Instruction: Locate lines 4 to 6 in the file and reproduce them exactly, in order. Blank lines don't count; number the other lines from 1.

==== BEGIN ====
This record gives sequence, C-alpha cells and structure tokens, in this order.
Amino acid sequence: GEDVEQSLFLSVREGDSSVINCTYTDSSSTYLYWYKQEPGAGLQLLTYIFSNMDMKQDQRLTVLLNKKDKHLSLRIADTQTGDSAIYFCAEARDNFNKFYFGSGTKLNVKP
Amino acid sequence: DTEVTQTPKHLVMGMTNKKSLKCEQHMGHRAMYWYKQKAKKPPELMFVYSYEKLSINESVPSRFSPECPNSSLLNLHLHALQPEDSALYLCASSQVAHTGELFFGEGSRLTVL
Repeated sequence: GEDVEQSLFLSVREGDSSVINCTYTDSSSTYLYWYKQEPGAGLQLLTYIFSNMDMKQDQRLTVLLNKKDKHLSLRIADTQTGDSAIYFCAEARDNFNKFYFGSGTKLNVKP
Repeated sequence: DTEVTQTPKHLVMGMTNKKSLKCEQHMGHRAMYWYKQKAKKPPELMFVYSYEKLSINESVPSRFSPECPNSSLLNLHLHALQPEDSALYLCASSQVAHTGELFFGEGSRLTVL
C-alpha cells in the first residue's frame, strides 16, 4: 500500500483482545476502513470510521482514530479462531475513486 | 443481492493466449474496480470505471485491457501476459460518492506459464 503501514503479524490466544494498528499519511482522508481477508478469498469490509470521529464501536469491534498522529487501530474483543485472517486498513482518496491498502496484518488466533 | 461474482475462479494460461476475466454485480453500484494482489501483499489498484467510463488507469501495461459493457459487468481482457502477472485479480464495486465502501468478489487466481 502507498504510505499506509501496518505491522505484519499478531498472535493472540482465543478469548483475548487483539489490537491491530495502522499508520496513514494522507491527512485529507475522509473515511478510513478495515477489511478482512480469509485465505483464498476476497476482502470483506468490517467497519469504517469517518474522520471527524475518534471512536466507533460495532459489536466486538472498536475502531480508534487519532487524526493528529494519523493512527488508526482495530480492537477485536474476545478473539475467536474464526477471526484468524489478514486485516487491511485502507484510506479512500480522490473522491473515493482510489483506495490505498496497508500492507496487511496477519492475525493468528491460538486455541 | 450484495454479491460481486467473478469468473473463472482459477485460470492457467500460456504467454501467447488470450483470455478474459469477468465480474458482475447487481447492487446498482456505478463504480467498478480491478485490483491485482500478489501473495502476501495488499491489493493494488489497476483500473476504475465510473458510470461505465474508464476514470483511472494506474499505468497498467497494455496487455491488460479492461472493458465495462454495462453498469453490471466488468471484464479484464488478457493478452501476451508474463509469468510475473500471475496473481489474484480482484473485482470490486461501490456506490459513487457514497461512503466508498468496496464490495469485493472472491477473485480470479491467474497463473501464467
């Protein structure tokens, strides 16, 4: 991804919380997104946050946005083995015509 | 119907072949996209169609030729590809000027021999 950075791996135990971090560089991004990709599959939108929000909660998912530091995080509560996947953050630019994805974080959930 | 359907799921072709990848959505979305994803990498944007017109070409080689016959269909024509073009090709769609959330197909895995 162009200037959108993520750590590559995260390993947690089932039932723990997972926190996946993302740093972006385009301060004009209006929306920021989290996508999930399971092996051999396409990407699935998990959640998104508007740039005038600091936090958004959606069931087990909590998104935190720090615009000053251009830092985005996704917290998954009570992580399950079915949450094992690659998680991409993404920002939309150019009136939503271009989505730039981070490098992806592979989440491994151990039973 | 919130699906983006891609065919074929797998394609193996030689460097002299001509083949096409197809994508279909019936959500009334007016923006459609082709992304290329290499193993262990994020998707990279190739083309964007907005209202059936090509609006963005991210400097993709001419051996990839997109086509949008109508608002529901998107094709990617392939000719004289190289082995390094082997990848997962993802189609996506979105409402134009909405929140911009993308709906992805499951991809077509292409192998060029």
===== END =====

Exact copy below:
Repeated sequence: GEDVEQSLFLSVREGDSSVINCTYTDSSSTYLYWYKQEPGAGLQLLTYIFSNMDMKQDQRLTVLLNKKDKHLSLRIADTQTGDSAIYFCAEARDNFNKFYFGSGTKLNVKP
Repeated sequence: DTEVTQTPKHLVMGMTNKKSLKCEQHMGHRAMYWYKQKAKKPPELMFVYSYEKLSINESVPSRFSPECPNSSLLNLHLHALQPEDSALYLCASSQVAHTGELFFGEGSRLTVL
C-alpha cells in the first residue's frame, strides 16, 4: 500500500483482545476502513470510521482514530479462531475513486 | 443481492493466449474496480470505471485491457501476459460518492506459464 503501514503479524490466544494498528499519511482522508481477508478469498469490509470521529464501536469491534498522529487501530474483543485472517486498513482518496491498502496484518488466533 | 461474482475462479494460461476475466454485480453500484494482489501483499489498484467510463488507469501495461459493457459487468481482457502477472485479480464495486465502501468478489487466481 502507498504510505499506509501496518505491522505484519499478531498472535493472540482465543478469548483475548487483539489490537491491530495502522499508520496513514494522507491527512485529507475522509473515511478510513478495515477489511478482512480469509485465505483464498476476497476482502470483506468490517467497519469504517469517518474522520471527524475518534471512536466507533460495532459489536466486538472498536475502531480508534487519532487524526493528529494519523493512527488508526482495530480492537477485536474476545478473539475467536474464526477471526484468524489478514486485516487491511485502507484510506479512500480522490473522491473515493482510489483506495490505498496497508500492507496487511496477519492475525493468528491460538486455541 | 450484495454479491460481486467473478469468473473463472482459477485460470492457467500460456504467454501467447488470450483470455478474459469477468465480474458482475447487481447492487446498482456505478463504480467498478480491478485490483491485482500478489501473495502476501495488499491489493493494488489497476483500473476504475465510473458510470461505465474508464476514470483511472494506474499505468497498467497494455496487455491488460479492461472493458465495462454495462453498469453490471466488468471484464479484464488478457493478452501476451508474463509469468510475473500471475496473481489474484480482484473485482470490486461501490456506490459513487457514497461512503466508498468496496464490495469485493472472491477473485480470479491467474497463473501464467